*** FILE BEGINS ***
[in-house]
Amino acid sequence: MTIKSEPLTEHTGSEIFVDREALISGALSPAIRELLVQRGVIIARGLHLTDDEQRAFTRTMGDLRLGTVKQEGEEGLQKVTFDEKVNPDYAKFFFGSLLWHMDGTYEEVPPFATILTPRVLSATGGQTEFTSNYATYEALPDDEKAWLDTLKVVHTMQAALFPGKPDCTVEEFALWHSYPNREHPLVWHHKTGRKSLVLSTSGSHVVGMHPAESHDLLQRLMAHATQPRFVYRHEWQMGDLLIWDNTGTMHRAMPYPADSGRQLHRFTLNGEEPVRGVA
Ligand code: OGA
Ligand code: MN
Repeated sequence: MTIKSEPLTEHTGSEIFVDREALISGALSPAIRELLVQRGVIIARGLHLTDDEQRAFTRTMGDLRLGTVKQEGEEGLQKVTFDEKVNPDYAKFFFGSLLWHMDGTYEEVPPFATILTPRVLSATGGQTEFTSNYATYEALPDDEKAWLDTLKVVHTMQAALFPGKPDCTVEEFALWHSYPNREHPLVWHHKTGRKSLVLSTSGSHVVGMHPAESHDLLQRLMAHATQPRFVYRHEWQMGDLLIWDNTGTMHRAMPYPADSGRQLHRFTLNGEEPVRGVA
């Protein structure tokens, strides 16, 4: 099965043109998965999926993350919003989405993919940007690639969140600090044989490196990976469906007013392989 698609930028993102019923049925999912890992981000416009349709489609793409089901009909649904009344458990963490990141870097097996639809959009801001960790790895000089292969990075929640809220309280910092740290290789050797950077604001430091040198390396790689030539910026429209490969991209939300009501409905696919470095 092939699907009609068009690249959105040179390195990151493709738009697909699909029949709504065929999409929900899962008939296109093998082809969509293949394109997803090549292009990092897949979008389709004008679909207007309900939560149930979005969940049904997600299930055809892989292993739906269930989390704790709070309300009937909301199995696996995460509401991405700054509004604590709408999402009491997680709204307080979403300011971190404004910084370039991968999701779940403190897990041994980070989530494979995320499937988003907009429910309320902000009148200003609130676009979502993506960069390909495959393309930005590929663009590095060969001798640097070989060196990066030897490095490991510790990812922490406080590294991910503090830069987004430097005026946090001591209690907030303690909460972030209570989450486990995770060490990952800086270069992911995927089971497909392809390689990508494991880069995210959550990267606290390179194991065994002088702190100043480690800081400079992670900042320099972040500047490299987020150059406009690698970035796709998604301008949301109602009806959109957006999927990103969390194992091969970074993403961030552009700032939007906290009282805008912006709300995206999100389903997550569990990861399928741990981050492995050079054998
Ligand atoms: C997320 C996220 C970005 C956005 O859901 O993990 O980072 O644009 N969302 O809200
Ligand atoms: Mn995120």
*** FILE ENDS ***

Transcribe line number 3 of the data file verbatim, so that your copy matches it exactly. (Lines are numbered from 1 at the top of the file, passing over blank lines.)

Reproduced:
Ligand code: OGA